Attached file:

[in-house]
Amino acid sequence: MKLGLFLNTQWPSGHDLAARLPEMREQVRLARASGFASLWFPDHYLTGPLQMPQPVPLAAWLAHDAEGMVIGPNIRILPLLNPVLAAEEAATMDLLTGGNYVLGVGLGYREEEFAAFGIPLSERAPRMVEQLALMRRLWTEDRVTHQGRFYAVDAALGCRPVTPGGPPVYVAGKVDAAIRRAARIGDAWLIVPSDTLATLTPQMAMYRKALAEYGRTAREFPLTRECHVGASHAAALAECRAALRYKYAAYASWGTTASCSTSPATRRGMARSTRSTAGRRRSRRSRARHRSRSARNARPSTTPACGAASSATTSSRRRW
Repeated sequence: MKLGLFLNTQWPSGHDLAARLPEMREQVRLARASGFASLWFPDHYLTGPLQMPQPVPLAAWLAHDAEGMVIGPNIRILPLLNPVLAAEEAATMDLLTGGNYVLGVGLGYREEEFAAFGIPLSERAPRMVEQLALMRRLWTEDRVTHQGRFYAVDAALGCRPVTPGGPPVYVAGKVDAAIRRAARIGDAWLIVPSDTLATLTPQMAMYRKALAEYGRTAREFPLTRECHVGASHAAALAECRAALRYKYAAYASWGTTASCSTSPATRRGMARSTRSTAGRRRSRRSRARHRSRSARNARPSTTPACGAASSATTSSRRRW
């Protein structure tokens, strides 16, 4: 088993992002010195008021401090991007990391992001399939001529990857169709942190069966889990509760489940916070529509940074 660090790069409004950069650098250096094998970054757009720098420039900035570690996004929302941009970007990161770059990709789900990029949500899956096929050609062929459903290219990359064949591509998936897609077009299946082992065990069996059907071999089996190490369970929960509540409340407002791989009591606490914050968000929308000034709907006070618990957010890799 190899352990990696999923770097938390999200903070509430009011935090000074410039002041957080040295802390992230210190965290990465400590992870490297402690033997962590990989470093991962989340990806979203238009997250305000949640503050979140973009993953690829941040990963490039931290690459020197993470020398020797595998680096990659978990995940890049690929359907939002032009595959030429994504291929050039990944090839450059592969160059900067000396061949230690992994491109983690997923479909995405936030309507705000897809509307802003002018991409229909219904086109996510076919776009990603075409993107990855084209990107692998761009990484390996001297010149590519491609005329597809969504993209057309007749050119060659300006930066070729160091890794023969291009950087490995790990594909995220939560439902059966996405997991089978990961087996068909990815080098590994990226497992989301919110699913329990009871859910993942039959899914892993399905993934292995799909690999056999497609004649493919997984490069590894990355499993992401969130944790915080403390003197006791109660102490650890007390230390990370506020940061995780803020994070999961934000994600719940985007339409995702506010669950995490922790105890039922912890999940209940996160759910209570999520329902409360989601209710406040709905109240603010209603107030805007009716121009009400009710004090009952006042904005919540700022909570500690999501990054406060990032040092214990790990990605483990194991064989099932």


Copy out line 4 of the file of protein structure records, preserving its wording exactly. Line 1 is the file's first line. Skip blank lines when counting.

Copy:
């Protein structure tokens, strides 16, 4: 088993992002010195008021401090991007990391992001399939001529990857169709942190069966889990509760489940916070529509940074 660090790069409004950069650098250096094998970054757009720098420039900035570690996004929302941009970007990161770059990709789900990029949500899956096929050609062929459903290219990359064949591509998936897609077009299946082992065990069996059907071999089996190490369970929960509540409340407002791989009591606490914050968000929308000034709907006070618990957010890799 190899352990990696999923770097938390999200903070509430009011935090000074410039002041957080040295802390992230210190965290990465400590992870490297402690033997962590990989470093991962989340990806979203238009997250305000949640503050979140973009993953690829941040990963490039931290690459020197993470020398020797595998680096990659978990995940890049690929359907939002032009595959030429994504291929050039990944090839450059592969160059900067000396061949230690992994491109983690997923479909995405936030309507705000897809509307802003002018991409229909219904086109996510076919776009990603075409993107990855084209990107692998761009990484390996001297010149590519491609005329597809969504993209057309007749050119060659300006930066070729160091890794023969291009950087490995790990594909995220939560439902059966996405997991089978990961087996068909990815080098590994990226497992989301919110699913329990009871859910993942039959899914892993399905993934292995799909690999056999497609004649493919997984490069590894990355499993992401969130944790915080403390003197006791109660102490650890007390230390990370506020940061995780803020994070999961934000994600719940985007339409995702506010669950995490922790105890039922912890999940209940996160759910209570999520329902409360989601209710406040709905109240603010209603107030805007009716121009009400009710004090009952006042904005919540700022909570500690999501990054406060990032040092214990790990990605483990194991064989099932």